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Publication numberUS6282948 B1
Publication typeGrant
Application numberUS 09/427,427
Publication dateSep 4, 2001
Filing dateOct 26, 1999
Priority dateOct 26, 1999
Fee statusPaid
Publication number09427427, 427427, US 6282948 B1, US 6282948B1, US-B1-6282948, US6282948 B1, US6282948B1
InventorsPatrick T. O'Dell, Gregory C. Miiller, Theodore W. Selby, Robert H. Seer
Original AssigneeTannas Company
Export CitationBiBTeX, EndNote, RefMan
External Links: USPTO, USPTO Assignment, Espacenet
Rotary viscometry with a low heat-transmissible spindle
US 6282948 B1
Abstract
Low heat-transmissible spindle for rotary viscometry includes an elongate, radially balanced, straight shaft made of a suitably stiff material having a low heat-transmission value, with a head monolithic with the shaft which can contact and interface with a test fluid to yield drag from the contact and interface when the spindle is rotated in the fluid; and a spindle coupling nut attached to the shaft opposite the head. For example, the shaft may be made of a woven glass fabric cylinder laminated with a synthetic resin, and the head made of stainless steel. A rotary viscometer can be equipped with the spindle, and fluid viscosity can be determined by employing the same in a rotary viscometric protocol, for example, ASTM D 2983.
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Claims(10)
We claim:
1. A low heat-transmissible spindle for rotary viscometry comprising an elongate, radially balanced, straight shaft made of a suitably stiff material having a low heat-transmission value, a viscosity sensing section monolithic with the shaft which can contact interface with a test fluid to yield drag from the contact and interface when the spindle is rotated in the fluid; and a spindle coupling nut attached to the shaft opposite the viscosity sensing section.
2. The spindle of claim 1, which is made of a woven glass fabric cylinder laminated with a synthetic resin.
3. The spindle of claim 2, wherein the spindle coupling nut is metal.
4. A rotary viscometer equipped with a low heat-transmissible spindle for rotary viscometry comprising:
the rotary viscometer; and
the low heat-transmissible spindle for rotary viscometry, which includes an elongate, radially balanced, straight shaft made of a suitably stiff material having a low heat-transmission value, a viscosity sensing section monolithic with the shaft which can contact interface with a test fluid to yield drag from the contact and interface when the spindle is rotated in the fluid; and a spindle coupling nut attached to the shaft opposite the viscosity sensing section.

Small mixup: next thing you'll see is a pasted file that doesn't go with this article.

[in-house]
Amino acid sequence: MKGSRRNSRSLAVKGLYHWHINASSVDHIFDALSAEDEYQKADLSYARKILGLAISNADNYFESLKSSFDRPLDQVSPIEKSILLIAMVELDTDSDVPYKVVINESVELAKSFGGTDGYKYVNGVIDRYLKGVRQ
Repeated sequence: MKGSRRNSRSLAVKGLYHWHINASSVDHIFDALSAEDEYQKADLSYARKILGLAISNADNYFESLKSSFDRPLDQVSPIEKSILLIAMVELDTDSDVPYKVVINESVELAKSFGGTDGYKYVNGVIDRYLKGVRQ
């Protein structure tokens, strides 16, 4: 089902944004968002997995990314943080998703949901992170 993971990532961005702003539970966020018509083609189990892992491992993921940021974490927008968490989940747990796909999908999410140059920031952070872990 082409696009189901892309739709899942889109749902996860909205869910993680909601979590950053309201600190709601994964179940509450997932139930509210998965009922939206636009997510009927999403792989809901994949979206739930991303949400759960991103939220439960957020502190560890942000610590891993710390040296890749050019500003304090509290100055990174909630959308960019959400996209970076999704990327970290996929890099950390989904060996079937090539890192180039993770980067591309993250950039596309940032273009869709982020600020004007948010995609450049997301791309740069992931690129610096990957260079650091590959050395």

5. The viscometer of claim 4, wherein the spindle is made of a woven glass fabric cylinder laminated with a synthetic resin.
6. The viscometer of claim 5, wherein the spindle coupling nut of the spindle is metal.
7. A method of determining fluid viscosity comprising providing a rotary viscometer equipped with a low heat-transmissible spindle for rotary viscometry, said spindle including an elongate, radially balanced, straight shaft made of a suitably stiff material having a low heat-transmission value, a viscosity sensing section monolithic with the shaft which can contact interface with a test fluid to yield drag from the contact and interface when the spindle is rotated in the fluid; and a spindle coupling nut attached to the shaft opposite the viscosity sensing section;
providing a stator filled with a test fluid;
immersing the viscosity sensing section of the spindle in the test fluid;
rotating the spindle and its viscosity sensing section; and
measuring drag from the viscosity sensing section in rotational contact with the test fluid.
8. The method of claim 7, wherein the test fluid is a liquid lubricant.
9. The method of claim 8, wherein the lubricant is an oil.
10. The method of claim 9, wherein the oil is a motor oil.
Description
BACKGROUND TO THE INVENTION

I. Field of the Invention

The present invention concerns rotary viscometry with a low heat-transmissible spindle, as well as the spindle and associated viscometer apparatus with the spindle included therewith.

II. Prior Art and Problems